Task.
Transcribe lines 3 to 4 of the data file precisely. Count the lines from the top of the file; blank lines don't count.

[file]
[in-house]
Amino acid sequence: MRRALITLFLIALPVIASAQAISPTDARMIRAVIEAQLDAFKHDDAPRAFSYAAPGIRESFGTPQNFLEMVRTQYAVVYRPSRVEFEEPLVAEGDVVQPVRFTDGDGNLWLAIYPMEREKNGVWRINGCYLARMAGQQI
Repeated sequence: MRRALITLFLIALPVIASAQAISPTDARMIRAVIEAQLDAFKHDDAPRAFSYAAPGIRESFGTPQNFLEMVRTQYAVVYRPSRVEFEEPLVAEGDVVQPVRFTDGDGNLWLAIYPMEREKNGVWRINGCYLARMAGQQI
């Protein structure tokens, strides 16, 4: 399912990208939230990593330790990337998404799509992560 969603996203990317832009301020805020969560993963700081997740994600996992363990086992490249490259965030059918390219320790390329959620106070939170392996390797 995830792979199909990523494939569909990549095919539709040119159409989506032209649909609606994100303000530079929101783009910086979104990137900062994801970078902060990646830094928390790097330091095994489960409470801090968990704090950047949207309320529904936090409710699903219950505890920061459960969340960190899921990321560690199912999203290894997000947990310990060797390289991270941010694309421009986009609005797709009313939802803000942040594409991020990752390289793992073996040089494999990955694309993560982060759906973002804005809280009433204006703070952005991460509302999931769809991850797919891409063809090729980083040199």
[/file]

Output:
Repeated sequence: MRRALITLFLIALPVIASAQAISPTDARMIRAVIEAQLDAFKHDDAPRAFSYAAPGIRESFGTPQNFLEMVRTQYAVVYRPSRVEFEEPLVAEGDVVQPVRFTDGDGNLWLAIYPMEREKNGVWRINGCYLARMAGQQI
């Protein structure tokens, strides 16, 4: 399912990208939230990593330790990337998404799509992560 969603996203990317832009301020805020969560993963700081997740994600996992363990086992490249490259965030059918390219320790390329959620106070939170392996390797 995830792979199909990523494939569909990549095919539709040119159409989506032209649909609606994100303000530079929101783009910086979104990137900062994801970078902060990646830094928390790097330091095994489960409470801090968990704090950047949207309320529904936090409710699903219950505890920061459960969340960190899921990321560690199912999203290894997000947990310990060797390289991270941010694309421009986009609005797709009313939802803000942040594409991020990752390289793992073996040089494999990955694309993560982060759906973002804005809280009433204006703070952005991460509302999931769809991850797919891409063809090729980083040199």